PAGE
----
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  1. Default Crossing the Rockies in Winter?

    Im looking to do a roadtrip this January in my 2wd Honda. Im wondering how "passable" the Rockies are in the winter, if major highways stay drivable for any vehicle or if it stays slick through the winter months?

    Anyone have any suggestions for a good route in the rockies in the winter? Im looking to drive through Denver to see it then anywhere else I'm able to drive that involves going through the Rockies.

    Thanks

  2. #2
    Join Date
    Jan 1998
    Location
    Las Vegas, Nevada
    Posts
    10,059

    Default This is not Siberia

    Quote Originally Posted by NickF829 View Post
    I am wondering how "passable" the Rockies are in the winter, if major highways stay drivable for any vehicle or if it stays slick through the winter months?
    Thousands of vehicles cross the Rockies every single day on I-70 during every month of the winter season. Yes, sometimes snowstorms will close the road for a few hours, but they always re-open. Much of the time, the road is dry and clear. Any road that is open is safe to drive in the winter. Just follow these suggestions.

    Mark

  3. Default

    i figured it wouldnt be to bad, i guess ill give it a shot and if the weather is decent, get off the main roads and take the backroads through the mountains. is i-70 scenic at all? i know its a major interstate but id like to see some decent scenery as well

  4. #4
    Join Date
    May 2007
    Location
    Central California
    Posts
    378

    Default Scenic 70

    Hi,

    I-70 can be very scenic. It crosses two fairly high pases, goes right by 3 or 4 ski areas and follows some dramatic valleys as it crosses the state. If the weather gets bad enough to close I-70 you don't want to be on any of the alternative roads (not that there are many) because they will be worse.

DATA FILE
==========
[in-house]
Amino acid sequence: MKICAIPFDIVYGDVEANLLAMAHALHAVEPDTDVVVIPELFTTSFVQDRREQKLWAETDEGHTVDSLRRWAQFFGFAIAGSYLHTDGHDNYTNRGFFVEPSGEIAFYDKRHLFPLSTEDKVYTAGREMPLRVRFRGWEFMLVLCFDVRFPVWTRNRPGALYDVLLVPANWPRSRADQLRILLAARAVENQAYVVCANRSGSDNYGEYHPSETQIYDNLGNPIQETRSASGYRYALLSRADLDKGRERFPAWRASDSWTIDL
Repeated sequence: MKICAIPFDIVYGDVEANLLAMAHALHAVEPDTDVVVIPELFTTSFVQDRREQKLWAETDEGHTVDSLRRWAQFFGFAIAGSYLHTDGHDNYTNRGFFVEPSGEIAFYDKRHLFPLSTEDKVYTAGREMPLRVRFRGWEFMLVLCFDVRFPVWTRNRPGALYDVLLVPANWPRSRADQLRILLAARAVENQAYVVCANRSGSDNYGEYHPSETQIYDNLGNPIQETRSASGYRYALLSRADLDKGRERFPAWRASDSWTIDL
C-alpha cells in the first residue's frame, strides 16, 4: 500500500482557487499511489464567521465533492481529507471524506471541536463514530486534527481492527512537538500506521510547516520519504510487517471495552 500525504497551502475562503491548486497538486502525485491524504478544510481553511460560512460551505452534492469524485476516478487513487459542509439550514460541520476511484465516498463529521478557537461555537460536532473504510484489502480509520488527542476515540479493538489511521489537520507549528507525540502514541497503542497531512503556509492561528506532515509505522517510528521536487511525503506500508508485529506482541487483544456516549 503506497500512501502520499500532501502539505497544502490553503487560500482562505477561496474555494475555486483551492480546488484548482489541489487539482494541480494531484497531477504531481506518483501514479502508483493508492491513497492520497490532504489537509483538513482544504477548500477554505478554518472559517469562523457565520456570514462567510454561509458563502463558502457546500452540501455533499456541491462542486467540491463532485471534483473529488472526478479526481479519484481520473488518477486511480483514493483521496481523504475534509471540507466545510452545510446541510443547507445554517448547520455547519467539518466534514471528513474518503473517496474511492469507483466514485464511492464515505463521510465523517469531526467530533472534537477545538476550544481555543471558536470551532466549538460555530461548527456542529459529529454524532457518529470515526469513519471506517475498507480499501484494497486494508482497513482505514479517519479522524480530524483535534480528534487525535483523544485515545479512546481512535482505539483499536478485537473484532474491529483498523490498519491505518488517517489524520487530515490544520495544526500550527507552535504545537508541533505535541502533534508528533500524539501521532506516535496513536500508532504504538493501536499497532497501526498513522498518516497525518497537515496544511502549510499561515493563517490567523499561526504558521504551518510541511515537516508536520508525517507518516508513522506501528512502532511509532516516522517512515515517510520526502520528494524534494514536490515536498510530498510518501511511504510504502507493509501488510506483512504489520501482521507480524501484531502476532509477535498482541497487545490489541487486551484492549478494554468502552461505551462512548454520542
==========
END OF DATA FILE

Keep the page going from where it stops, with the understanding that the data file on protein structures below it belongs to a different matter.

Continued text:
If the northern part of the state is stormy, you can head down to Colorado Springs and go west from there. Those roads are well maintained as well with lots to see. Most of the passes are kept open and quite clear.

    In addition to the excellent advice under the link Mark provided I'd suggest a weather radio. They are cheap and very useful for keeping an ear on current weather conditions. The only caveat is that they don't pick up the broadcast in some mountainous or remote terrain. Also, If you have a very lightweight, rear-wheel drive car you might want to drop a hundred pounds or more of sand bags in the trunk.

    Final word, try to go with the flow and not push too hard in snowy weather. It is easy to loose control.

    Have fun in the white stuff,

    Craig Sheumaker
    co-author of the travel guide: America's Living History-The Early Years

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